Germany's Christian conservative parties have presented their joint vision for Europe ahead of May's election. While the CDU and CSU are against a European Finance Ministry, they do want a "European FBI."
German Chancellor Angela Merkel's party began its preparations for a Europe without Angela Merkel on Monday with the launch of its new vision for May's European Parliament elections.
Annegret Kramp-Karrenbauer appeared as head of the Christian Democratic Union (CDU), which for once looked happy to present a united front with its Bavarian partners, the Christian Social Union (CSU).
At a press conference in an incongruously trendy Berlin warehouse on Monday, the new CDU leader was flanked by two ambitious Bavarians hoping to shape the post-Merkel era in conservative German politics: CSU leader Markus Söder, also new to his role and only a year into his state premiership of Bavaria — and Manfred Weber, the CDU/CSU's joint leading candidate in the May election, who has declared his ambition to succeed Jean-Claude Juncker as president of the European Commission later this year.
Read more: AKK's European vision
Stability with a European FBI
Kramp-Karrenbauer's opening salvo of the press conference included familiar platitudes (with a notable invocation of "Christian values" near the start) about "thinking from the middle" and defending Europe from the perceived "populists" on the left and right, who the trio painted as untrustworthy extremists out to sabotage democracy.
"This election is not about whether you are for or against Europe," said Kramp-Karrenbauer. "We don't want the discourse to be determined by populists, out of the democratic center."
The key note of the afternoon was clear: the European People's Party (EPP), the center-right European parliamentary group that the CDU/CSU belongs to, is the only guarantor of stability in the European Union. To underline this, Weber drew attention to the EPP's decision last week to exclude Hungary's governing Fidesz party from its ranks, and called on center-left groups to apply a similar rigor.
But the trio also betrayed an awareness of the fundamental problem at the heart of European politics: promoting national interests while integrating Europe more closely to give it more power in the geopolitical arena. The CDU/CSU "stands for strong nations, and for a Europe of bridge-building," Kramp-Karrenbauer declared. "We are for a Europe that doesn't lie back and leave things to the Chinese or the Americans."
At the same time, the three politicians' plan revealed that they were against the creation of a European Finance Ministry to organize a budget. Equally, social security systems and job market policy should remain in the hands of the member states.
In other areas, though, the CDU/CSU want a significantly tighter European operation: The plan presented on Monday includes the concept of a "European FBI," which would see a significant expansion of information exchange and partnership programs among security forces. Under the new model, Europol would become more powerful, even if operative policing would stay at the national level.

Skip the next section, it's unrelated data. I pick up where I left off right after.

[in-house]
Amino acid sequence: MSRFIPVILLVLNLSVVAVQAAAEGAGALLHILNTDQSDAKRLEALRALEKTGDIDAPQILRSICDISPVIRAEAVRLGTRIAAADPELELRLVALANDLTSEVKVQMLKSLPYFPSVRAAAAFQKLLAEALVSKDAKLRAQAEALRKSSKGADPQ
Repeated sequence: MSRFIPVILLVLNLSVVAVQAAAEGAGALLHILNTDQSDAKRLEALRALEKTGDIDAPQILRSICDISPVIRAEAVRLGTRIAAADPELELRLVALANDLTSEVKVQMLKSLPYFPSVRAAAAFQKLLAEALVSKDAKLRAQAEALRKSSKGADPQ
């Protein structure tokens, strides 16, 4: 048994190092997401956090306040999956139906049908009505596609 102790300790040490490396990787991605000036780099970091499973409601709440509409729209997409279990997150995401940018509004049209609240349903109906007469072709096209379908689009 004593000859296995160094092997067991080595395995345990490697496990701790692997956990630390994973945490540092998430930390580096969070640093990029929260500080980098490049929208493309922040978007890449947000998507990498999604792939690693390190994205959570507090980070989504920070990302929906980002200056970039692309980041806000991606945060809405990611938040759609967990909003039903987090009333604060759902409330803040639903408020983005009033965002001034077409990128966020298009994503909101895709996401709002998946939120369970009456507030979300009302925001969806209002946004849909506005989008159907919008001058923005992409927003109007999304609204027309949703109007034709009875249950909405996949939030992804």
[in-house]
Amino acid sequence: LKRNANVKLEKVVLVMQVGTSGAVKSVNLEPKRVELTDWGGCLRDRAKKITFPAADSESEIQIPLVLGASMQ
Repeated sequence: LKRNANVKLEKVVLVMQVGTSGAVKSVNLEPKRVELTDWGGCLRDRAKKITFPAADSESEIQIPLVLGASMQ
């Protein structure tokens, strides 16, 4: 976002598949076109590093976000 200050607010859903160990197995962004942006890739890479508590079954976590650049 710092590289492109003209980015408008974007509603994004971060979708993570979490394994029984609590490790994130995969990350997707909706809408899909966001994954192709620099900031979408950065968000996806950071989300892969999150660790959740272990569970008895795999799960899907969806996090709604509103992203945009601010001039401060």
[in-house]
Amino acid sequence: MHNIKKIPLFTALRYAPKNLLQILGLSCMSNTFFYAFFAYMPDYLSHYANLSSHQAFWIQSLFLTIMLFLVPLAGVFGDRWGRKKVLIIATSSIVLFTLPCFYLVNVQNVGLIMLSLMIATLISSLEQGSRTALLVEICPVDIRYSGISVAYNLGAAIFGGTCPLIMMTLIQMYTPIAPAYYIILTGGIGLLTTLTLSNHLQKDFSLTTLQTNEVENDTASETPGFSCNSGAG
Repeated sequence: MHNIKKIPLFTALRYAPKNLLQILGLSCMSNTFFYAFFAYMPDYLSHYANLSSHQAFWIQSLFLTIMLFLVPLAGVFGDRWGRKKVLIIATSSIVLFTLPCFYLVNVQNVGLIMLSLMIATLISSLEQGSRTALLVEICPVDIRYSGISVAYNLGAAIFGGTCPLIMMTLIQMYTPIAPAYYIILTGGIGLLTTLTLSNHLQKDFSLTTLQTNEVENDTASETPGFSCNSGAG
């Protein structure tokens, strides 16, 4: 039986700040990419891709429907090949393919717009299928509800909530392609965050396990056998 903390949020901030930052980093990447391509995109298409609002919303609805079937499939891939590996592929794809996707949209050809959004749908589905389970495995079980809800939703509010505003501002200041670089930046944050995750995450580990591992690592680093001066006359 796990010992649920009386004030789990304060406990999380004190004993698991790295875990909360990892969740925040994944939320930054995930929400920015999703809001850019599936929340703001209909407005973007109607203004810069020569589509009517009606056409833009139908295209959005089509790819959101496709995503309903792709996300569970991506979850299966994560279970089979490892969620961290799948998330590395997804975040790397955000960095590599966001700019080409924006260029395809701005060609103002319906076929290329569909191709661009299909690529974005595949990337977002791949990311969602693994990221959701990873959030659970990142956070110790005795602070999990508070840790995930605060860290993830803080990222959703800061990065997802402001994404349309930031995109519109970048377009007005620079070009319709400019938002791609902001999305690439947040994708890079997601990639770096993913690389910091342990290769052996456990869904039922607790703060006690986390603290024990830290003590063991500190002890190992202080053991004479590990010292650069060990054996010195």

Equally, the plan calls for more common defense projects, and a reduction in the number of different weapons systems, while stopping short of establishing a "European Army."
Right-shift, or center shift?
There was a palpable harmony between the two party leaders, and a sense that Merkel's absence at this level had eased tensions between the CDU and the CSU. As they presented their 22-page plan, both Kramp-Karrenbauer and Söder carefully patted away the question of whether the CDU had shifted to the right or the CSU had shifted to the left.
"I can't say who moved left or right, we all just moved towards each other," said an affable Söder. "These are processes that were started, … it wasn't that we had to find a compromise because it's the European election, it was more like we were all carried by a good common spirit."
"It's not one side has moved to the right and the other to the left," added Kramp-Karrenbauer. "We're one Union that judges the substance of many questions the same way."
Kramp-Karrenbauer had already set out her vision for Europe earlier this month with a notably more conservative position than, say, French President Emmanuel Macron. In an op-ed published in the Welt am Sonntag newspaper, Merkel's successor was specific about what she did not want: "European centralism, European statism, the communitization of sovereign debt, a Europeanization of social systems and of the minimum wage would be the wrong way."
The new CDU leader will be hoping that Monday's initiative will give her a boost: A new poll, released by TV stations RTL and n-tv, has shown that Kramp-Karrenbauer's personal approval rating has dropped by 12 points to 36 percent since she took over the party in December.
That seems to suggest that AKK's notable play to her party's conservative religious base (most theatrically with a joke mocking third-gender toilets in Berlin cafes) had not gone down well with the electorate at large.
Nevertheless, the poll still puts her comfortably ahead of the two possible rivals in the next battle for the chancellery: the Social Democratic Party's (SPD) parliamentary faction leader Andrea Nahles and SPD Finance Minister Olaf Scholz, both of whom also dropped points in the poll.